Postage stamps have always been popular among collectors, mostly for their low cost and availability throughout the world. Though the main purpose of stamps is to ensure proper delivery of mail, they can also be appreciated for their artistic appeal or historic significance. Many stamp enthusiasts photograph their rare or highly collectible pieces to create a visual inventory, or to show fellow collectors.
Photographing Postage Stamps
Arrange the stamps as desired on a flat, firm surface. Orient them so the face of each one can be seen clearly.
Use an external light source to highlight detail on the face of the stamps. The light source does not have to be fancy; a soft desktop lamp will suffice.
Set your camera to macro mode if you are using a compact point-and-shoot camera. This mode allows for extreme close-up shooting and focuses the lens to preserve intricate detail. If you're using a single lens reflex camera, attach a macro lens to the body and turn the mode dial to macro mode.
Compose the shot by looking at the LCD display screen or through the camera's viewfinder. For best results, aim the camera at the stamps from 6 inches to 1 foot away.
Depress the shutter button halfway to focus on the stamps. If you are using a SLR camera, switch to manual focus mode for greater control.
Press the shutter button to take the picture. Check your results on your camera's LCD display screen and reshoot if desired. If you're using film, take several shots for guaranteed results.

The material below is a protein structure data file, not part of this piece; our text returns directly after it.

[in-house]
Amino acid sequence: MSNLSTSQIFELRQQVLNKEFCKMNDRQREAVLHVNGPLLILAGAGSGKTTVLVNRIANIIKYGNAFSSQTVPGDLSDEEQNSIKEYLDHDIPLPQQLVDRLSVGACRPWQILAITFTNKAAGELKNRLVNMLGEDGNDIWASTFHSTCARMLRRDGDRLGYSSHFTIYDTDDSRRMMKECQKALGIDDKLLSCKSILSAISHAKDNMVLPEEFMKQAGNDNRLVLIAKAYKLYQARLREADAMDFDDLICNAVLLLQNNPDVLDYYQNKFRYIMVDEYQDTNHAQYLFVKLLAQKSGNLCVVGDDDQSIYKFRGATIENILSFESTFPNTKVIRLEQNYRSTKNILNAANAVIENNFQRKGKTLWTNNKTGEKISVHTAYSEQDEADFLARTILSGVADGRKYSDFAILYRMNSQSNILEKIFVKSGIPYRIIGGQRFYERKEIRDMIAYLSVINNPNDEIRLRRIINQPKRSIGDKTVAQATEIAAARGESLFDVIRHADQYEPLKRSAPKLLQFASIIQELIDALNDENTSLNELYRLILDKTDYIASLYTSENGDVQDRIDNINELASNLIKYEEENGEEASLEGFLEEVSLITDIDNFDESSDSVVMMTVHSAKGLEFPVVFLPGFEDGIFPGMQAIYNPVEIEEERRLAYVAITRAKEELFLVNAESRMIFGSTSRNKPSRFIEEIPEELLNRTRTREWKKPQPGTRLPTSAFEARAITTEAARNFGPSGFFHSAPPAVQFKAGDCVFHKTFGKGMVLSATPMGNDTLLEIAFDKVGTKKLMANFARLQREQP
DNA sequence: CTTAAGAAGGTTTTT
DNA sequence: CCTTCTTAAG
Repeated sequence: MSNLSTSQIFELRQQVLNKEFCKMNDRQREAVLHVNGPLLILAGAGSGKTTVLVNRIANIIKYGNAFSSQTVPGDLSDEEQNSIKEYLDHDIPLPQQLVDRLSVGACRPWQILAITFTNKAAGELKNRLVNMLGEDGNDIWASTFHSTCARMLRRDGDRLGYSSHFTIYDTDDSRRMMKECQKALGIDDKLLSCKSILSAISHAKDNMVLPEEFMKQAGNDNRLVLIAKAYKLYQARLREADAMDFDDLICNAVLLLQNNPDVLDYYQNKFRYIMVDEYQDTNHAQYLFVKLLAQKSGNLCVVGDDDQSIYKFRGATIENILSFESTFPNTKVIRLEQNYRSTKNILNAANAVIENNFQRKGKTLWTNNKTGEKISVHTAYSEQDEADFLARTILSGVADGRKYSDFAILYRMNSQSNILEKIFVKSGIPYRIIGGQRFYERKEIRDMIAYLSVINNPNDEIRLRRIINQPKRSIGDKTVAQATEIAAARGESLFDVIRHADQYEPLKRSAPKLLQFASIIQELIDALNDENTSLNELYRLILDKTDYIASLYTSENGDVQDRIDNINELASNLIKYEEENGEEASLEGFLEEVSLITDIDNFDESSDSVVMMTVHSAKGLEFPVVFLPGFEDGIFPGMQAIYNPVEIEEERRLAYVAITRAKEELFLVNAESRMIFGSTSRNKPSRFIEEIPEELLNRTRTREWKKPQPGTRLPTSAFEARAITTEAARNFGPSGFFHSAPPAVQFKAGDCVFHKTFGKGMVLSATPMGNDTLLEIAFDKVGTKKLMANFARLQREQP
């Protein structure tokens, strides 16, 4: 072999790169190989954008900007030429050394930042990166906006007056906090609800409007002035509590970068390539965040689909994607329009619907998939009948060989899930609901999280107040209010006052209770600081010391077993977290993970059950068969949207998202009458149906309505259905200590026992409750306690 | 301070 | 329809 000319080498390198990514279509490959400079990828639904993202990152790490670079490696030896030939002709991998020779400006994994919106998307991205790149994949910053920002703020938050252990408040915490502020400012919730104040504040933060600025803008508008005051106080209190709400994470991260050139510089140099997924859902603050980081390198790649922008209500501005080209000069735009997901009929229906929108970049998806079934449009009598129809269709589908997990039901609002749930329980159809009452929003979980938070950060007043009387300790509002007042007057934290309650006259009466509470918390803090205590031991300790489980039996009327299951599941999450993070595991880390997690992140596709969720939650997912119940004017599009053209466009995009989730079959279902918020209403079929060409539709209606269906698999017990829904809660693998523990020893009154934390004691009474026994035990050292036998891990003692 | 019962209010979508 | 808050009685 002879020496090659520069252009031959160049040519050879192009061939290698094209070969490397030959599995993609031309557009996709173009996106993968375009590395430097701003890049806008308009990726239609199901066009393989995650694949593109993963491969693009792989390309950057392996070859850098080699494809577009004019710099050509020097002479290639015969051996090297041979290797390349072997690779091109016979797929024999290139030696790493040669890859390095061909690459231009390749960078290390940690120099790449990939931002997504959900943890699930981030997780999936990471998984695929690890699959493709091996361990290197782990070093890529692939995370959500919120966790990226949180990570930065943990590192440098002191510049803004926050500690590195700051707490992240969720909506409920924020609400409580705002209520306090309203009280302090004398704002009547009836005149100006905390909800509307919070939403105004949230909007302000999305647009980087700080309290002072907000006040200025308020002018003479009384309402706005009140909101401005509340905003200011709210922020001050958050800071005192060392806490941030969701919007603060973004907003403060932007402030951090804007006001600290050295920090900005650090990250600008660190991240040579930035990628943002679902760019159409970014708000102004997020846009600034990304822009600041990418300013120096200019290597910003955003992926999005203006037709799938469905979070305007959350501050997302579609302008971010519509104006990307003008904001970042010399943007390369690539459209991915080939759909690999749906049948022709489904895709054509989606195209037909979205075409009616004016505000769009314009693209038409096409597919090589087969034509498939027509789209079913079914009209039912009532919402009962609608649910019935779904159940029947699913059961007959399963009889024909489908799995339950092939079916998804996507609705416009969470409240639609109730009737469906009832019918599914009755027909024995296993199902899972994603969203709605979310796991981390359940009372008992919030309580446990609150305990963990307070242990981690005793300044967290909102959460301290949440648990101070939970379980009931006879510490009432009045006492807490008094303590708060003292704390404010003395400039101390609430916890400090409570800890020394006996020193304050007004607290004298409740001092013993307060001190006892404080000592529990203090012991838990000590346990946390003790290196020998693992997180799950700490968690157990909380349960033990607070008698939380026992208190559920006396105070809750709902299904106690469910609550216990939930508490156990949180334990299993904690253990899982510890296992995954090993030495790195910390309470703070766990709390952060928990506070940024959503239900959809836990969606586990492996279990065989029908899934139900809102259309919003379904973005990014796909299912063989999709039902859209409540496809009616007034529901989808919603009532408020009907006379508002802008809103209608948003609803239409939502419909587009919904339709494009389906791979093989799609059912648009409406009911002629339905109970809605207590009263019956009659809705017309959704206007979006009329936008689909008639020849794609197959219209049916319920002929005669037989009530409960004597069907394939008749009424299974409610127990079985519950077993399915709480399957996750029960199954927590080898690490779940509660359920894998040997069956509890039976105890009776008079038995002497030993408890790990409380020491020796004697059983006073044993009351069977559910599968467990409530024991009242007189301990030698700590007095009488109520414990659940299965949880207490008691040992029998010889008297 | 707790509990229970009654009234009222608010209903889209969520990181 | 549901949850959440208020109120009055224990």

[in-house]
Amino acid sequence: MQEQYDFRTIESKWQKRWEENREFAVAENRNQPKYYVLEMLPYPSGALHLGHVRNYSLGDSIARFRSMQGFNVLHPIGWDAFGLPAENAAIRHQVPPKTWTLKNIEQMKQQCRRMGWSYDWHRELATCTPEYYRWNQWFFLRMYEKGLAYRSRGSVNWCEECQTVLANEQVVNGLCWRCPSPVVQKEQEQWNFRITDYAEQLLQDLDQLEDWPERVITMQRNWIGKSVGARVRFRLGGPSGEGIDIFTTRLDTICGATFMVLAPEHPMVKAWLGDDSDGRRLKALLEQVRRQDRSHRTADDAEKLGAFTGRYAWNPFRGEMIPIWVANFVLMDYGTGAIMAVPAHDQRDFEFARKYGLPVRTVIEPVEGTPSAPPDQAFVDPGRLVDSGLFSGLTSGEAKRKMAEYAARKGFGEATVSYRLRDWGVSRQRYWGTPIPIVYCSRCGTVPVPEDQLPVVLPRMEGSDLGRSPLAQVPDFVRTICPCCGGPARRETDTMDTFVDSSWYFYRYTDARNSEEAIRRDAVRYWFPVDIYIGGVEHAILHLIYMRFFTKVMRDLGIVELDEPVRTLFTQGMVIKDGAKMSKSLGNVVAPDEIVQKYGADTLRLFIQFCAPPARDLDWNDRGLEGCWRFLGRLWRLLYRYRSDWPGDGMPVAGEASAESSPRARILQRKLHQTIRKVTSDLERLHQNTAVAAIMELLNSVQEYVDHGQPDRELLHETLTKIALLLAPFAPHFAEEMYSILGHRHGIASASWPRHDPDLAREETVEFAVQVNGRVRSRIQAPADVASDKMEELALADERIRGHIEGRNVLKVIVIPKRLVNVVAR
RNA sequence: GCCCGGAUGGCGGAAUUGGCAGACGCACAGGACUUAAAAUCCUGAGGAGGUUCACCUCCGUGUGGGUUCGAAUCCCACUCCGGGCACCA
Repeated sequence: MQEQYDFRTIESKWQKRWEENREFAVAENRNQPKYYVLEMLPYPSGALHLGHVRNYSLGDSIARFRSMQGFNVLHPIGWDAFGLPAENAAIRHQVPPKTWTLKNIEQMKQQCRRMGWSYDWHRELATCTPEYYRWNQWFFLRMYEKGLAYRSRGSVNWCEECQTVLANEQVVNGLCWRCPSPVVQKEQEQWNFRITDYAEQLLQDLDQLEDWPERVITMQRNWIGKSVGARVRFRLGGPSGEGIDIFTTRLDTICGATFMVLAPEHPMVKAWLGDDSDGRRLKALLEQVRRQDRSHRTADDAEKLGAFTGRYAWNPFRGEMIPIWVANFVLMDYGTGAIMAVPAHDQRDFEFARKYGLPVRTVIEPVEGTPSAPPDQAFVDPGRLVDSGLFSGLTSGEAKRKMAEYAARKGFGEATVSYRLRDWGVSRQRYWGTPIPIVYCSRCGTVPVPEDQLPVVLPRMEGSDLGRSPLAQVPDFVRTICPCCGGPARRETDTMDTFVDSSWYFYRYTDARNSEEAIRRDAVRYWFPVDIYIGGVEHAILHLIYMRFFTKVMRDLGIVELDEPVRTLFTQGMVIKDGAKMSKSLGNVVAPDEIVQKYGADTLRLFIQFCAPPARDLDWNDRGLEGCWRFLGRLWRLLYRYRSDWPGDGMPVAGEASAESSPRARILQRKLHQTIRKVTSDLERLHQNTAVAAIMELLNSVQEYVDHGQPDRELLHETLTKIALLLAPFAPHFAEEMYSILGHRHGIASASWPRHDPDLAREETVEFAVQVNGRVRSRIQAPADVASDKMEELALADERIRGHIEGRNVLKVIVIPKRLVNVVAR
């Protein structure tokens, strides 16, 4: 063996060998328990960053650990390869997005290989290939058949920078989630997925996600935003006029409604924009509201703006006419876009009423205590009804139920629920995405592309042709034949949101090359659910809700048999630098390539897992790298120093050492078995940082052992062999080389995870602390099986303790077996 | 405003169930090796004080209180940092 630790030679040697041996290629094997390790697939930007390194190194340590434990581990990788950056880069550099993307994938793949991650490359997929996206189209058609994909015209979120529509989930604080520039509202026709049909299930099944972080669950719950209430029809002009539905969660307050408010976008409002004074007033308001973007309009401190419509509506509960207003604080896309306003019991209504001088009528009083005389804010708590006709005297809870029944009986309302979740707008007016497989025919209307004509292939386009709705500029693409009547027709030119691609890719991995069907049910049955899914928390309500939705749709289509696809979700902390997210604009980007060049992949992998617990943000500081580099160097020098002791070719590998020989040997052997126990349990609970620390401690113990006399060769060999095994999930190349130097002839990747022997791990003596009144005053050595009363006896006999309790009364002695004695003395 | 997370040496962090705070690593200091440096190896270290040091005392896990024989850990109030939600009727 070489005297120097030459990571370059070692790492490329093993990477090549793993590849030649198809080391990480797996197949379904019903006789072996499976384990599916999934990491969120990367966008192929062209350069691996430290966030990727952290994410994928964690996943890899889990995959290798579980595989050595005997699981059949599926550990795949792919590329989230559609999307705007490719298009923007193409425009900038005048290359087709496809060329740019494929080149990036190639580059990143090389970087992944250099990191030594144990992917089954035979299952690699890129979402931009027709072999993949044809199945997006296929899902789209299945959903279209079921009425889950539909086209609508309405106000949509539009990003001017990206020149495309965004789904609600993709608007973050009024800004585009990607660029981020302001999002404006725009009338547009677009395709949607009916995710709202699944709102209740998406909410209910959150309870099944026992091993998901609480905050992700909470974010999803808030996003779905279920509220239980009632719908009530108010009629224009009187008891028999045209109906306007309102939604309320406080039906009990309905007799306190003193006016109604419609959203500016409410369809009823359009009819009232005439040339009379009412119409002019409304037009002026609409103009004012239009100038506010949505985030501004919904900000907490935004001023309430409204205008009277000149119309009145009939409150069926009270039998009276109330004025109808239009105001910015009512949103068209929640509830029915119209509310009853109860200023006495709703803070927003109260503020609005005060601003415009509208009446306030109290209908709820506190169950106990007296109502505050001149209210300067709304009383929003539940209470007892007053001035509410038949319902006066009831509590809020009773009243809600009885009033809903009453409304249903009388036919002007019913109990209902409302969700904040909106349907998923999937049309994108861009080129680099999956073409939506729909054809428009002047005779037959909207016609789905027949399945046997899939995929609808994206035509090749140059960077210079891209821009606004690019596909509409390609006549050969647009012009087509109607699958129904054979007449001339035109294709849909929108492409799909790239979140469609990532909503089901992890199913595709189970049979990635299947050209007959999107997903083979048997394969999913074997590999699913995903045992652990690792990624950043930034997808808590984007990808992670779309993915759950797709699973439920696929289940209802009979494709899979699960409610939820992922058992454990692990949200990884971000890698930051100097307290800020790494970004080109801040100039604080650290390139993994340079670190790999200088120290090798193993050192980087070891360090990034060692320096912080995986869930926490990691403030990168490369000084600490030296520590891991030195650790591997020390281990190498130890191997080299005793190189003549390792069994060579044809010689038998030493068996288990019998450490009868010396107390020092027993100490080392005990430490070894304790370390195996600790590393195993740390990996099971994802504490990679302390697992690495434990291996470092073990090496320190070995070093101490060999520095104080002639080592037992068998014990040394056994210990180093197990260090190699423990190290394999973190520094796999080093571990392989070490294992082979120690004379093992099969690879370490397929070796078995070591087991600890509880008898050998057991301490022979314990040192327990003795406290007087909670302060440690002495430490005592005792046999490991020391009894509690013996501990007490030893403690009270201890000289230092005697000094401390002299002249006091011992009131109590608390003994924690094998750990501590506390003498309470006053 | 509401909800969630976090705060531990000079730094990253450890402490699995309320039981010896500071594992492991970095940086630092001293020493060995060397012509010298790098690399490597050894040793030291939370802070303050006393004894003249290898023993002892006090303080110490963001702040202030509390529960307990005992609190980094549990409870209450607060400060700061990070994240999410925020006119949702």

Things You'll Need
- Flat surface
- External light source
- Macro lens (optional)
On most cameras, macro mode is represented by a flower icon. This differentiates it from landscape or infinity mode, which is represented by a mountain icon.
Shooting too close to the stamps or in any other mode besides macro, may result in blurry photographs.
- On most cameras, macro mode is represented by a flower icon. This differentiates it from landscape or infinity mode, which is represented by a mountain icon.
- Shooting too close to the stamps or in any other mode besides macro, may result in blurry photographs.
Brandon Getty began writing professionally in 2008, with columns appearing in "Thrasher" magazine. He received a Bachelor of Arts in literature from the University of California, Santa Cruz, and lives in Stockton, Calif.